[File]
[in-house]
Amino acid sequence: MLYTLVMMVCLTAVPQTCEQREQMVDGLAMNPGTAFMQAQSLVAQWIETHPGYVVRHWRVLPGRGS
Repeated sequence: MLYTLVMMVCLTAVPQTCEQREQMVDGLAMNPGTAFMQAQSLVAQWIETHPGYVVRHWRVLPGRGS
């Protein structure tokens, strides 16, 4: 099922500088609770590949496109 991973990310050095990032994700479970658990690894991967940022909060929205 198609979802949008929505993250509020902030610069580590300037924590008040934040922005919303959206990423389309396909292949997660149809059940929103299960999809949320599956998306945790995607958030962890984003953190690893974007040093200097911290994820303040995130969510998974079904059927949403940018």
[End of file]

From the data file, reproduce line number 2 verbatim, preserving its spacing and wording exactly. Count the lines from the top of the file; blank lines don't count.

Amino acid sequence: MLYTLVMMVCLTAVPQTCEQREQMVDGLAMNPGTAFMQAQSLVAQWIETHPGYVVRHWRVLPGRGS